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It's no secret that Americans are obsessed with their pets – particularly younger Americans. In fact, Millennials may have begun the trend of treating their pets like children, but Gen Z has further established that you don't need to have a handful of kids to be a parent.

But when money is tight, how far does the American pet obsession go? We conducted a study to highlight trends in pet-related spend behaviors across both of these generations to get some insight on shifting priorities and economic behaviors.

The job market may be in flux, but Baxter and Cleo deserve the finer things in life, too. It's just a matter of whether young Americans can afford them.

Key Takeaways

  • Nearly half of Millennials (46%) and Gen Zers (45%) claim they have had to sacrifice their own needs in order to afford their pet's needs.

  • Over 1 in 4 Gen Zers prioritize pet spending over personal luxuries than (26% vs. Millennials' 19%).

  • Millennials spend an average of $1,712 on their pets per year, while less job-secure Gen Z forks over nearly that at $1,602.

  • North Carolina spends the most on cats, shelling out $2,280, while Pennsylvania spends the most on dogs at $4,200.

  • As for cities, Austin, Texas spends the most on dogs ($7,200 annually), while Washington D.C. spends the most on cats at $2,770.

Pet Ownership Trends

Pet Care Spending by Generation

Millennials slightly edge out Gen Z in pet ownership, with 24% versus 20%. Both generations adore their feline friends equally at 33%, but dogs are a bit more favored by Gen Z, with 47% being dog owners compared to Millennials' 43%.

However, owning more pets doesn't necessarily reflect in spending.

Dollars and Cents

When it comes to spending, Millennials outpace Gen Z, averaging $1,712 per year on their pets, while Gen Z isn't far behind at $1,602. This spending includes food, healthcare, grooming, and toys.

Considering inflation over the past 30 years, these numbers take on new significance, with pet food prices increasing by over 90% from 1994 to 2024. Despite this, animal lovers continue to prioritize their pets financially. So, where exactly do these dollars go?

Luxury vs. Necessity

Both Gen Z (20%) and Millennials (21%) spend similarly on personal luxuries as on their pets. However, 26% of Gen Z and 19% of Millennials admit to prioritizing pet needs over their own indulgences. Nearly half of both generations have had to cut back on personal needs to ensure their pets are well cared for.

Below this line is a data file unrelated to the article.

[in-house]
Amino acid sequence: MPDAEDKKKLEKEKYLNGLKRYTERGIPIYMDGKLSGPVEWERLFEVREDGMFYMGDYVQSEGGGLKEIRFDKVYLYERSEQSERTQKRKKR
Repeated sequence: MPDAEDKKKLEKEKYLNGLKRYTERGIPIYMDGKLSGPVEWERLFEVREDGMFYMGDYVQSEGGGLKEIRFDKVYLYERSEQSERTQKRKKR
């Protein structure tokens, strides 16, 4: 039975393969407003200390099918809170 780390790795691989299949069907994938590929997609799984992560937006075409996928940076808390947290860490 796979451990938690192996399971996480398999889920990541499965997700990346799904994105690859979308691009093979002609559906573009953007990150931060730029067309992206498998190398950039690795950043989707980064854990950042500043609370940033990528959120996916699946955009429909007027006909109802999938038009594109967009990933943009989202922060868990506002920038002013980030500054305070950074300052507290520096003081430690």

Pet Insurance

Protecting pets from harm is a priority, with nearly one in five Millennials embracing pet insurance. Gen Z takes it a step further, with 28% investing in pet insurance.

Food and Healthcare

Both generations prioritize their pets' health and nutrition. Gen Z spends about $57 monthly on pet food, slightly less than Millennials' $61. Annual healthcare spending follows a similar trend, with Gen Z spending $408 and Millennials $466. Quality nutrition and healthcare for pets? Sounds good to us.

Grooming and Entertainment

In grooming, Millennials spend more, averaging $38 per session compared to Gen Z's $33. When it comes to toys and entertainment, Gen Z leads, spending $26 monthly versus Millennials' $24. Whether this means Gen Z pets are played with more, we don't know, but their toy collection is enviable.

How U.S. Spending on Cats and Dogs Varies Regionally

Top 10 States That Spend the Most

Whether you're cat-obsessed in North Carolina or a dog devotee in Pennsylvania, pets are a priority. North Carolina leads in cat spending with $2,280 annually, followed by Oregon and New Jersey. Washington, D.C., tops the list for cat-loving cities at $2,770 annually, with Providence and Baltimore not far behind.

For dog lovers, Pennsylvania takes the crown, spending $4,200 annually on their canine companions. Arizona and Colorado follow closely. Austin tops the list for dog-doting cities, spending an astounding $7,200 per year, with Louisville and Jacksonville also making strong showings.

While there are differences in spending between Gen Z and Millennials, one thing is clear: both generations adore their pets. From food and healthcare to accessories and toys, pet parents are committed to giving their fur children the best. After all, they give us unconditional love – and that's priceless.

Methodology

This survey was given to a pool of 2,000 American dog and/or cat owners, aged 18-42 in April 2024 (a 50/50 split between Gen Z and Millennials) with 60% identifying as women, 36% as men, and 4% as non-binary.

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